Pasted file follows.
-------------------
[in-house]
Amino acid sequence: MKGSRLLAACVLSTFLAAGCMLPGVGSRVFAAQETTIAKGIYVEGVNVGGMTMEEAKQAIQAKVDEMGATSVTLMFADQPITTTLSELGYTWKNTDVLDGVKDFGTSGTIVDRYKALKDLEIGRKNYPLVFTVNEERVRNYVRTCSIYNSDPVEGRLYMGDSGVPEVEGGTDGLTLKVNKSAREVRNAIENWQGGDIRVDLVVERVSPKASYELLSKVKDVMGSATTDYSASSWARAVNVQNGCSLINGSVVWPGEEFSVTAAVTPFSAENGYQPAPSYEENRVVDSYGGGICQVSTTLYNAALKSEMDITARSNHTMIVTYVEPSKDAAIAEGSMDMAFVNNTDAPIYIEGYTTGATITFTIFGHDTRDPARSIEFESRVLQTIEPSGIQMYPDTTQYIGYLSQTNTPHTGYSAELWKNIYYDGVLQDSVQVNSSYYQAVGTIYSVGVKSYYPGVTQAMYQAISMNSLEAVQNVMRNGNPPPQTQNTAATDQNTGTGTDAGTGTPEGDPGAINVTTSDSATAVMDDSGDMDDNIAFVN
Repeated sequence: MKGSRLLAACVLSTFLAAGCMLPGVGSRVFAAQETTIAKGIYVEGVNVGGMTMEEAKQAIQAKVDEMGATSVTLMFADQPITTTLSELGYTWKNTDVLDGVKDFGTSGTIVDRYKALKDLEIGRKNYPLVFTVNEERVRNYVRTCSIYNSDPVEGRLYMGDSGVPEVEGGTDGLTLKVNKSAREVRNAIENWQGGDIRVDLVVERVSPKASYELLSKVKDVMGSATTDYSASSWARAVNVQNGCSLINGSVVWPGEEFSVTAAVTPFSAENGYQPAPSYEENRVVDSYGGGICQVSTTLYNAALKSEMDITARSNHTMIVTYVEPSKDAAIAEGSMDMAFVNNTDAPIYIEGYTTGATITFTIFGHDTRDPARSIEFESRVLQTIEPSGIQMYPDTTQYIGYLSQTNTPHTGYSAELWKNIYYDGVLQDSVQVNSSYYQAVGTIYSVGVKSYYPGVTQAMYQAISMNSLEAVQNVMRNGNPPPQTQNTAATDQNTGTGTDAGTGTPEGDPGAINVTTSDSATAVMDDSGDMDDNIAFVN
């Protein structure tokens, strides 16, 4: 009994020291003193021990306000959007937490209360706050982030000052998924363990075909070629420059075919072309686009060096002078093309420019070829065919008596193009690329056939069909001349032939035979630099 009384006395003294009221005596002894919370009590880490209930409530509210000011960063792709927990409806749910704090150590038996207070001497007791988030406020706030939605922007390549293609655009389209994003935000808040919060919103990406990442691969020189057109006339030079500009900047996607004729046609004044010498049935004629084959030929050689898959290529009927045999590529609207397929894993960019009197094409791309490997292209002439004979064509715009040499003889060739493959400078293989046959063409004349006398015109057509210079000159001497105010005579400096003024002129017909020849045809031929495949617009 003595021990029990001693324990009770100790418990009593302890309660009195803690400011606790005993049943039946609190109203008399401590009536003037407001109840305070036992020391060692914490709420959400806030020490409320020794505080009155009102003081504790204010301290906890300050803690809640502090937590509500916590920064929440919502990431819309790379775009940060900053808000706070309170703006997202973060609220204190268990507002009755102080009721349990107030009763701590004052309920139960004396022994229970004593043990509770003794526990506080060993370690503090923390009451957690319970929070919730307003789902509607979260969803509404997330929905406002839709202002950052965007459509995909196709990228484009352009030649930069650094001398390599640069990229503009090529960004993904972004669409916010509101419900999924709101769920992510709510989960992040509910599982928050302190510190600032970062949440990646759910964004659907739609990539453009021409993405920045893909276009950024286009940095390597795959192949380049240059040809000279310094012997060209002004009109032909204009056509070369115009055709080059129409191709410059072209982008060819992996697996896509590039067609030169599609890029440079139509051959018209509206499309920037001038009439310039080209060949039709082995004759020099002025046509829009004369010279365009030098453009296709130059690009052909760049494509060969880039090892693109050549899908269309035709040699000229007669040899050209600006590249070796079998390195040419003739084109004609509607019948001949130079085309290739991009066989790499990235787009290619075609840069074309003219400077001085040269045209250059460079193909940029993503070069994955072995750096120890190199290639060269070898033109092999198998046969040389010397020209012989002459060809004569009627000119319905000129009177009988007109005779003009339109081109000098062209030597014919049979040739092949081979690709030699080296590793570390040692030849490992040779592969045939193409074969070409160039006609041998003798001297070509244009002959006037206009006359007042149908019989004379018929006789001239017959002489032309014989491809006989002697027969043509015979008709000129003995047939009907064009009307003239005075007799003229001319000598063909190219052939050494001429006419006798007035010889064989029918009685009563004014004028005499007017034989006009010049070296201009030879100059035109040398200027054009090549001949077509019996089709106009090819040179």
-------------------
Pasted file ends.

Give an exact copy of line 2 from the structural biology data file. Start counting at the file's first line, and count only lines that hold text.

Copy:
Amino acid sequence: MKGSRLLAACVLSTFLAAGCMLPGVGSRVFAAQETTIAKGIYVEGVNVGGMTMEEAKQAIQAKVDEMGATSVTLMFADQPITTTLSELGYTWKNTDVLDGVKDFGTSGTIVDRYKALKDLEIGRKNYPLVFTVNEERVRNYVRTCSIYNSDPVEGRLYMGDSGVPEVEGGTDGLTLKVNKSAREVRNAIENWQGGDIRVDLVVERVSPKASYELLSKVKDVMGSATTDYSASSWARAVNVQNGCSLINGSVVWPGEEFSVTAAVTPFSAENGYQPAPSYEENRVVDSYGGGICQVSTTLYNAALKSEMDITARSNHTMIVTYVEPSKDAAIAEGSMDMAFVNNTDAPIYIEGYTTGATITFTIFGHDTRDPARSIEFESRVLQTIEPSGIQMYPDTTQYIGYLSQTNTPHTGYSAELWKNIYYDGVLQDSVQVNSSYYQAVGTIYSVGVKSYYPGVTQAMYQAISMNSLEAVQNVMRNGNPPPQTQNTAATDQNTGTGTDAGTGTPEGDPGAINVTTSDSATAVMDDSGDMDDNIAFVN